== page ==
The problem, of course, is twofold. Cottage politics and pocket slates are what they are; the neoconservatives backing the Iraq Adventure during the previous Bush administration had been at it since Nixon sat in the Oval Office, and we have certainly seen famous names from the Clinton camp resurfacing in the Obama White House. During those six weeks, though, not only did Jeb Bush manage to surround himself with familiar hawks, he also managed to surround himself with other Bushes, leading to Steve Benen to quip, “After Jeb Bush turned to his mother, father, and brother to help raise money for his super PAC, I joked last week that the Republican might have to turn to Texas Land Commissioner George P. Bush, Jeb’s son, for the next fundraising appeal. What I didn’t realize at the time was that it’s tough to joke about these guys.”

Watching the former Florida governor assemble the family’s foreign policy team, and the family for fundraising, most observers simply chuckle at the idea that he is so independent of his familial influences as he might otherwise claim. As such, the lede from Robert Costa and Matea Gold for the Washington Post verges on hilarity:

After spending months distancing himself from his family’s political legacy, Jeb Bush surprised a group of Manhattan financiers this week by naming his brother, former president George W. Bush, as his most influential counselor on U.S.-Israel policy.

And, really, what do you do with a paragraph like that?

Is there anything about that sentence that isn’t … you know … just … weird?

Let’s try it this way:

•After spending months [verbally, in sound-bites] distancing himself from his family’s political legacy [while assembling longtime Bush White House and campaign allies for the coming run], Jeb Bush surprised a group of [apparently naïve, or else supremely inattentive] Manhattan financiers this week by naming his brother, former president George W. Bush [who takes his foreign policy advice from God], as his most influential counselor on U.S.-Israel policy [since GWB’s foreign policy in the Middle East was so … er … ah … whatever].

Okay, you’re right. It isn’t funny.

Nor is Jeb Bush “his own man”, whatever the hell he expected we would think that to mean in the first place.

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Image note: Detail―Then-Florida Gov. Jeb Bush speaks to reporters on the war on terror as his brother, then-President George W. Bush, looks on at the White House in 2006. (Alex Wong/Getty Images)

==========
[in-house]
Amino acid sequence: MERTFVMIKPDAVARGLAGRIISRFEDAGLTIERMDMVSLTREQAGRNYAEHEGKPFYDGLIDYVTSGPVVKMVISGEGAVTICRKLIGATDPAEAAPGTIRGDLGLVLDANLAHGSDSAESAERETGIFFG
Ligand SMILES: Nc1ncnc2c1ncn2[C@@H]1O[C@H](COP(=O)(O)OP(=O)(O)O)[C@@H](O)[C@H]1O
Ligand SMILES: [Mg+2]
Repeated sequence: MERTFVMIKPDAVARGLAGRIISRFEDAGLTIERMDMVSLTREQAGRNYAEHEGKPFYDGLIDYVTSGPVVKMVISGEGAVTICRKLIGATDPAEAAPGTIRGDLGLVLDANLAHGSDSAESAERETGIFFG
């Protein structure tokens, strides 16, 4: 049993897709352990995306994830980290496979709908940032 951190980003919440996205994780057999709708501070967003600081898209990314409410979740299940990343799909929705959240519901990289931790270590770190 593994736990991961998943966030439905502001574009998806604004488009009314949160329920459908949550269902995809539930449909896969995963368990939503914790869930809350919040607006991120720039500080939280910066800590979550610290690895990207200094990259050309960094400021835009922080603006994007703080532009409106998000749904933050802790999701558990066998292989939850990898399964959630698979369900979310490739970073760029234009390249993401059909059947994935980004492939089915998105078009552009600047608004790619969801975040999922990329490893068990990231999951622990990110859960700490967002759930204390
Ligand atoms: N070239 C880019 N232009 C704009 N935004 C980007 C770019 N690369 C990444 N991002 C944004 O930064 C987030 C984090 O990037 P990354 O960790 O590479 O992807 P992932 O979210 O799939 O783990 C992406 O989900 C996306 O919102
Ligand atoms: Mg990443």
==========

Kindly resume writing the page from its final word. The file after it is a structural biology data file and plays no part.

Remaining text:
Costa, Robert and Matea Gold. “One of Jeb Bush’s top advisers on Israel: George W. Bush”. The Washington Post. 7 May 2015.

Benen, Steve. “Jeb throws the ‘I am my own man’ pitch out the window”. msnbc. 1 April 2015.

A Matter of War and Peace

This would probably be a good time to pay attention to the news cycle:

Detail of cartoon by Randall Enos, 4 April 2015, via Cagle Post.For most independent experts, assessments of the preliminary framework tend to range from good to surprisingly good to astonishingly good. Among congressional Republicans, those parameters vary from bad to Neville Chamberlain to oh-God-oh-God-we’re-all-going-to-die levels of opposition.

The question, however, is not what GOP lawmakers intend to do; the now infamous “Iran letter” from 47 Senate Republicans already makes clear just how far the congressional majority will go to sabotage American foreign policy. Rather, the pressing matter at hand is whether Democrats will help the Republicans’ sabotage campaign.

(Benen)

It is easy enough to grasp the Republican position; this is about the New American Century, and an opportunity to create a new worldwide rivalry akin to the Cold War in the guise of a series of blazingly hot wars across the Middle East and into South Asia.

More mysterious is the Democratic motivation. In the face of Republican warmongering, we find ourselves wishing that just once the Democrats could actually go about their jobs with some degree of collective competence.

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Image noteDetail of cartoon by Randall Enos, 4 April 2015, via Cagle Post.

Benen, Steve. “To sabotage or not to sabotage, that is Congress’ question”. msnbc. 5 April 2015.

Arkansas? (Really?)

Arkansas

What the hell is wrong with Tom Cotton?

It would seem the Congressman from Arkansas’ Fourth Congressional District is so desperate for a U.S. Senate seat that he will aid and abet terrorism in order to do so.

Does that sound a little strange? Well enough; it ought to. Andrew Kaczynski brings the underlying lede:

An ad from Republican Arkansas Senate candidate Tom Cotton about his military experience and national security issues uses footage from an ISIS propaganda video as B-roll.

And Steve Benen brings the blistering critique:

In recent months, most of the Republicans incorporating ISIS propaganda into their commercials have relied on the ISIS video in which James Foley was murdered. Foley’s family has pleaded not to even watch the footage, but in a few cases, politicians on the right have ignored those wishes ....

Rep. Tom Cotton (R-AR4), candidate for United States Senate, is willing to help Daa'ish in order to win..... I honestly never thought I’d see the day. Far-right politicians, eager to seem “tough” on terror, are deliberately putting terrorists’ propaganda on the air, on purpose, to advance their personal ambitions.

Keep in mind, there’s no shortage of available footage that the Republican campaign could have included in the commercial. There’s plenty of background video of combat in the Middle East, for example, which Cotton could have used to make the same point.

But, no. Cotton instead used ISIS propaganda, putting the same footage on the air that the terrorists want to see on the air.

And while Benen might wonder about who on the campaign thought this was a good idea, there is perhaps a more important question.

Really, Arkansas? This is okay with you?